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Sunday, November 29, 2015

Today’s Reading | Isaiah 40:1–11  

Comfort, O comfort my people, says your God. Speak tenderly to Jerusalem, and cry to her that she has served her term, that her penalty is paid, that she has received from the Lord’s hand double for all her sins.

A voice cries out: “In the wilderness prepare the way of the Lord, make straight in the desert a highway for our God. Every valley shall be lifted up, and every mountain and hill be made low; the uneven ground shall become level, and the rough places a plain. Then the glory of the Lord shall be revealed, and all people shall see it together, for the mouth of the Lord has spoken.” A voice says, “Cry out!” And I said, “What shall I cry?” All people are grass, their constancy is like the flower of the field. The grass withers, the flower fades, when the breath of the Lord blows upon it; surely the people are grass. The grass withers, the flower fades; but the word of our God will stand forever.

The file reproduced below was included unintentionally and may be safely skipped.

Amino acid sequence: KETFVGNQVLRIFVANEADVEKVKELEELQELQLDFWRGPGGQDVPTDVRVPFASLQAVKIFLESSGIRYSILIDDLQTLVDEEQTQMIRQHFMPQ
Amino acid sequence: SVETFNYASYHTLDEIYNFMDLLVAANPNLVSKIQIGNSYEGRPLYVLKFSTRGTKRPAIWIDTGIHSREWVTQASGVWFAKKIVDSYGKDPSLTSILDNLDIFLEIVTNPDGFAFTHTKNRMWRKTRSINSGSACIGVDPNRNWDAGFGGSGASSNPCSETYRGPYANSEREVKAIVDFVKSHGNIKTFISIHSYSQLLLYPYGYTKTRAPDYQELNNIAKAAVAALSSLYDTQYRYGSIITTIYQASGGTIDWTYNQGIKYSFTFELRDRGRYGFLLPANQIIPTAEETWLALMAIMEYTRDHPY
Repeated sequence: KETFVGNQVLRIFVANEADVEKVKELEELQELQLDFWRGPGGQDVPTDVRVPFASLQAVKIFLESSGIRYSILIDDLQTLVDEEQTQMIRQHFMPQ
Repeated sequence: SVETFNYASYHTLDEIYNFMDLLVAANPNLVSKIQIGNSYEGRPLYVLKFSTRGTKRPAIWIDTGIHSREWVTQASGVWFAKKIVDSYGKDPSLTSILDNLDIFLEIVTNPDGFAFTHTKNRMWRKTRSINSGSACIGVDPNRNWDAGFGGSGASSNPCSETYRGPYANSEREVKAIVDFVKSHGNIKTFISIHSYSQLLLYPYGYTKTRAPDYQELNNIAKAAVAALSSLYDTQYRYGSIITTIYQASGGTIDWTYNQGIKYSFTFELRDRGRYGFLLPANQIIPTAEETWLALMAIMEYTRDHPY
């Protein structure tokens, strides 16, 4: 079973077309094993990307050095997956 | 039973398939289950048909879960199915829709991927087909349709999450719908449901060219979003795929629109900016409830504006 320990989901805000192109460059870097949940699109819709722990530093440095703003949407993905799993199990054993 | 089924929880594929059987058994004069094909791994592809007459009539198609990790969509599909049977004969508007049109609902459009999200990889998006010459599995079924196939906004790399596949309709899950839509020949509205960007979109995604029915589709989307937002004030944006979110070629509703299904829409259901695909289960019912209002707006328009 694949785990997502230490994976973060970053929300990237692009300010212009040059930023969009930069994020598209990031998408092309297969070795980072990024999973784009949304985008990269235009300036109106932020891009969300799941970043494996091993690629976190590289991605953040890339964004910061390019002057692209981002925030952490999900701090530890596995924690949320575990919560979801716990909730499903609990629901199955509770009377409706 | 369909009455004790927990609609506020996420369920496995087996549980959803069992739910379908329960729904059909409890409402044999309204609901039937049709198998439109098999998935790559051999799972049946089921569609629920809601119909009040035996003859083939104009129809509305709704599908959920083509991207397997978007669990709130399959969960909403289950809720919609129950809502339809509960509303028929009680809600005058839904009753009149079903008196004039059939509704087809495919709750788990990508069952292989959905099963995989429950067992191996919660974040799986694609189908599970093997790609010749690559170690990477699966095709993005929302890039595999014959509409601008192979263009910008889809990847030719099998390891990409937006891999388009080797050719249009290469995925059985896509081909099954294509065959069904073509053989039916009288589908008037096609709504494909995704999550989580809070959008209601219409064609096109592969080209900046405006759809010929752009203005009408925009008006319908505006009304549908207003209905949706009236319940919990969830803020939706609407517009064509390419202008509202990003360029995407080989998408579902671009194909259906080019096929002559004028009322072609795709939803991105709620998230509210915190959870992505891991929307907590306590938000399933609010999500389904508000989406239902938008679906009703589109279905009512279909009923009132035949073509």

Get you up to a high mountain, O Zion, herald of good tidings; lift up your voice with strength, O Jerusalem, herald of good tidings, lift it up, do not fear; say to the cities of Judah, “Here is your God!” See, the Lord God comes with might, and his arm rules for him; his reward is with him, and his recompense before him. He will feed his flock like a shepherd; he will gather the lambs in his arms, and carry them in his bosom, and gently lead the mother sheep. (NRSV)

Reflection
To comfort and to cry. Both activities are mentioned in the words from Isaiah. In these days of relentless distress, I want comfort. “Comfort, comfort my people.” But there is little of it. The bad news escalates and doesn’t diminish.

I also keep crying, the whole while asking what the writer of Isaiah asks: “What shall I cry?”

We are hard pressed given the world news and the attacks on humanity to know what our cry should be. Should we be crying out about the impermanence of nature? “The grass withers” so none of this will last? In other words, “Why worry? Be happy!” Or should we be crying out for comfort on all of God’s people? Or should we be proclaiming God’s power and permanence despite whatever evil is taking hold? The answer is probably yes to all of the choices.

But there’s something more. And that is “to make straight in the desert a highway for God.” That is, to do what we can in our own worlds to pave a pathway for God. Maybe that should be our primary cry. Then comfort will come little by little.

Prayer
Dear God, please hear my cries for comfort for your people and for me. And guide me in making a straight pathway for you in whatever ways I can. Amen.

Written by Judith L. Watt, Associate Pastor for Pastoral Care


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